Working from a home office? We can help!

April 25, 2020

When our work suddenly gets shifted from our workplace office to a home location not everyone has the space or equipment needed to ensure proper ergonomics. Here are a few important tips to remember no matter where you are completing your computer work.

We can decrease our risk of overuse injuries, especially if our temporary workstation conditions are not ideal, by sharing our time between sitting and standing workstations. The time at each does not have to be strict so long as you are not at either for too long. 60 minutes at one and 30 minutes at the other or any time frame close to this would be fine. The idea is to shift the pressures and stresses from one area of the body to another.

Also, taking adequate rest breaks from computer tasks is very important. Every 45 to 60 minutes take 30 seconds or a minute to take a short walk, use the washroom, get a drink, do a few stretches or anything that gives you a microbreak from the computer.

Vary your work tasks whenever possible so you are not spending too much time on any particular task. If your work requires you to spend some time typing or data entry, time internet researching, reading documents for review and time spent on the phone try to divide your time spent on these tasks to vary the activity you are doing. You can also vary the position you are in when completing the tasks (I.e. stand for telephone use or sustained reading and then sitting for typing and data entry tasks).

The last important key is to know that small changes are a good thing. If something doesn’t feel quite right then move it around slightly. Sometimes something will feel good one day but the next day feel a bit too low or a bit too high, then move it slightly. These recommendations are only guidelines and any position for too long is not good for us.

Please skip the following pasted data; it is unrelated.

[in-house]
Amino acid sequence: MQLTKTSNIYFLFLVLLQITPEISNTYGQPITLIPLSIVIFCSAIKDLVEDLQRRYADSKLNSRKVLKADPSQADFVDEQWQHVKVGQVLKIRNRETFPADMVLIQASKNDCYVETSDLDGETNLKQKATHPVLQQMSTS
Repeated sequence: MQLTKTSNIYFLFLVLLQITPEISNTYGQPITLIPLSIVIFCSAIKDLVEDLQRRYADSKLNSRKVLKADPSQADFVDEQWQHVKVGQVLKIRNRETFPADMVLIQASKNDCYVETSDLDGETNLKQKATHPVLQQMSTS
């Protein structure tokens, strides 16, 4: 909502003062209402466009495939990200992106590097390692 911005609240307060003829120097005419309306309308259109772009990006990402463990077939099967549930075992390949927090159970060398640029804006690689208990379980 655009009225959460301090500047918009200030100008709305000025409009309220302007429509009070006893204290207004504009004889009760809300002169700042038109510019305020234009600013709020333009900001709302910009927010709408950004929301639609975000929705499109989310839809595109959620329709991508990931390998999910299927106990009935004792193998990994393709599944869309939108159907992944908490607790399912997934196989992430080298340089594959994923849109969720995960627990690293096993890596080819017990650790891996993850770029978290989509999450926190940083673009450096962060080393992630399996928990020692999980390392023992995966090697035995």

Sitting workstation

  • Ideal to have elbows and knees at 90-degree angles where the hip is level with the knee or slightly above and the forearms are level with the work surface or slightly above.
  • Ensure good support for the lower back with a proper chair and provide additional support with a pillow or rolled up towel if necessary.
  • Provide support for the feet so they are not hanging and placing pressure on the back of the thigh.
  • Monitor should be placed at arms length or further away so long as you can read the font without struggling. Try to estimate the 15-degree angle position (as indicated in the picture below). Also, angle the monitor away slightly.
  • If working from a laptop, use a wireless keyboard and mouse whenever possible and elevate the laptop to achieve a better monitor position. Angle the laptop screen away to better align the head and neck.

Standing workstation

  • If you have the option of alternating between a sitting workstation and standing workstation.
  • Try to mimic the same upper body positioning at your standing station; elbows level with work surface, wireless keyboard and mouse, laptop propped up and angled away slightly.
  • Try to avoid prolonged standing on a hard surface without support under your feet. Using a floor mat or wearing a pair of shoes or sneakers can help fight fatigue in the legs and back and take pressure off the feet.
  • Keep in mind that your monitor can be closer than arms length at your standing station if it feels more comfortable to be closer. It may also feel more comfortable for the monitor to be slightly higher than when in sitting.
Sarah Estabrooks, Kinesiologist
Sarah Estabrooks is a Kinesiologist and runs the Fitness Centre at the Human Performance Centre.
She can be contacted at 738-3554